Monkeys taught to play a computer game were able to overcome wrist paralysis with an experimental device that might lead to new treatments for patients with stroke and spinal cord injury.
Remarkably, the monkeys regained use of paralyzed muscles by learning to control the activity of just a single brain cell.
The result is “an important step forward,” said Dawn Taylor of Case Western Reserve University in Cleveland, who studies the concept of using brain signals to overcome paralysis. She wasn't involved in the new work.
The device monitored the activity of a brain cell and used that as a cue to stimulate wrist muscles electrically. Researchers found it could even use brain cells that normally had nothing to do with wrist movement, said study co-author Chet Moritz.
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So a large untapped pool of brain cells may be available for letting paralyzed people do things like grasping a coffee cup or brushing teeth, Moritz said. But he stressed the approach is years, if not decades, away from use in people.
Moritz and his colleagues at the University of Washington report the results in a paper published online Wednesday by the journal Nature.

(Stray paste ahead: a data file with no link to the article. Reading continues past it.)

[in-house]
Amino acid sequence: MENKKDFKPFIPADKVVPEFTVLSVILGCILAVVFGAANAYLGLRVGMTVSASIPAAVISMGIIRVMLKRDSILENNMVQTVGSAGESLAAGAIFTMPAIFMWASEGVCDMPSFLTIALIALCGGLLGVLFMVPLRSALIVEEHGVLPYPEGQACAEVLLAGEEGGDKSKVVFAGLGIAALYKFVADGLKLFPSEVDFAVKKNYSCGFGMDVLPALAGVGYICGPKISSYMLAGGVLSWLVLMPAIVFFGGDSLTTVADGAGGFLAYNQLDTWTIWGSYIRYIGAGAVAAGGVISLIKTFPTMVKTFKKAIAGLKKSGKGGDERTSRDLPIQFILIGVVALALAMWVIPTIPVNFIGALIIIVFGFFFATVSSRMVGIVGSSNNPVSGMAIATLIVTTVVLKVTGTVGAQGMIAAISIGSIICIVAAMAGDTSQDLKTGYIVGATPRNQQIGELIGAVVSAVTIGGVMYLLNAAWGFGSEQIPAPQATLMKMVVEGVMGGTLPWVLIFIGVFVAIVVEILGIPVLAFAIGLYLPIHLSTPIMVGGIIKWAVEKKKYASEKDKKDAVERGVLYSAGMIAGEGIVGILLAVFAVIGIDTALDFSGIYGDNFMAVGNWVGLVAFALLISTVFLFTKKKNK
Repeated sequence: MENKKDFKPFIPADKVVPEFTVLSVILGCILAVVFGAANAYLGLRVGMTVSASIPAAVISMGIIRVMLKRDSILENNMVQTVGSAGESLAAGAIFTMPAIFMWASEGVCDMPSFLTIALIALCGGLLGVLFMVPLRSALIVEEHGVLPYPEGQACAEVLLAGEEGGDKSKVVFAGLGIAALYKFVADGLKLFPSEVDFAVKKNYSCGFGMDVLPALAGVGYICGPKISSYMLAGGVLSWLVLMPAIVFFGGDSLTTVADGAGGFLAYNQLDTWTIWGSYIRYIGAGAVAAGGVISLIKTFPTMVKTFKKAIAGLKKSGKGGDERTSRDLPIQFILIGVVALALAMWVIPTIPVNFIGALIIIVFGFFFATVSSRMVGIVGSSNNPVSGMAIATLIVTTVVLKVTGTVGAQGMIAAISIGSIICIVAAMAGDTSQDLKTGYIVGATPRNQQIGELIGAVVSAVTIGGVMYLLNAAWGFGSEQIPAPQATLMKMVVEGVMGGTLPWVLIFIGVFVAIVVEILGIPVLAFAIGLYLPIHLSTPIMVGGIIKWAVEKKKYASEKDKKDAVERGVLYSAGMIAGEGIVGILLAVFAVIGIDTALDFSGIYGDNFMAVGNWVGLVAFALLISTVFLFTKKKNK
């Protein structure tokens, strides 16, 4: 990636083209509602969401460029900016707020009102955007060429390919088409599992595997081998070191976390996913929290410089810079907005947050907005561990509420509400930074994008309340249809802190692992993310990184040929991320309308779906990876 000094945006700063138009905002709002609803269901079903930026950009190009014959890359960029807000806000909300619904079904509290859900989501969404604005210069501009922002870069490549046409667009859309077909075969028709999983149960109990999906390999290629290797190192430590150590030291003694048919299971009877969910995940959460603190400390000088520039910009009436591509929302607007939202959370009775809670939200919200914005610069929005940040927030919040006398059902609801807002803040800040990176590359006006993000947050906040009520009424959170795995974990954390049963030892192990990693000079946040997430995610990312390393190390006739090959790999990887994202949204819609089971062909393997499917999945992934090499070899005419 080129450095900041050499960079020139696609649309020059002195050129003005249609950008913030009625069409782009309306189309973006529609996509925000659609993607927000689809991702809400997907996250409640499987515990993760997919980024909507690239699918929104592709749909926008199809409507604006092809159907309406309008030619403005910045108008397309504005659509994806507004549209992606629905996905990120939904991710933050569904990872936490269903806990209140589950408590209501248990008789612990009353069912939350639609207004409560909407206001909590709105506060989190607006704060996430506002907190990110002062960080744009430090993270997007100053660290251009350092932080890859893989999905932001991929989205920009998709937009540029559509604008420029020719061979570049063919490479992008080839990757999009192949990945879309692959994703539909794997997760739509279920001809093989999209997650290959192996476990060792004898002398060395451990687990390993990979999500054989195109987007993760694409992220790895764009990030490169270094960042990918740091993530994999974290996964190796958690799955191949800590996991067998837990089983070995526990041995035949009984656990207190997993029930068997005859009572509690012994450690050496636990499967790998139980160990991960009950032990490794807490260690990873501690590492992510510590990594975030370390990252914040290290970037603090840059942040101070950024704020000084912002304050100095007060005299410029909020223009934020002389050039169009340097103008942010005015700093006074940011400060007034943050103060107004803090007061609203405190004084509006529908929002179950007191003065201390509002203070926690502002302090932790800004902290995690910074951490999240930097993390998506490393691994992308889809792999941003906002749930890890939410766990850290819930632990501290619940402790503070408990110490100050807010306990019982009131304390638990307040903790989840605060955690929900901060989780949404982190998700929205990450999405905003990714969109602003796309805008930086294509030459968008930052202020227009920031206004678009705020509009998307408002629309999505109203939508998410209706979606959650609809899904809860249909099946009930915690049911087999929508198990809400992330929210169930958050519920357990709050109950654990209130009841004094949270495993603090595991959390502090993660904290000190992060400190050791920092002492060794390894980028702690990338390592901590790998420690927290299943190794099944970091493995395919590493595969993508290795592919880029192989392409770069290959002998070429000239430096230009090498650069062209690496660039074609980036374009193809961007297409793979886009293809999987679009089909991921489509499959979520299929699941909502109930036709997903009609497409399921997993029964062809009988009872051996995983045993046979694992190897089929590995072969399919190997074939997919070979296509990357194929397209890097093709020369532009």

Taylor, who also works with the Cleveland VA Medical Center, said the study illustrates the potential of the approach and the flexibility of brain cells.
Lee Miller, a researcher at Northwestern University who has done similar work, said any demonstration of a device using brain signals to make paralyzed limbs move is “an important new development.”
Miller used the pattern of activity in about 100 brain cells to predict the kind of wrist movement a monkey wanted to make. Moritz said focusing on the output of an individual brain cell instead may turn out to work better for overcoming paralysis.
The research is an example of what scientists call functional electrical stimulation, or FES, which involves stimulating muscles by applying electrical current. Partially paralyzed people use FES devices now to let them stand, walk, use their arms and hands, and do other things. But they control those devices by flicking a switch, moving joints or tensing a muscle – even, say, the muscle that enables them to wiggle an ear.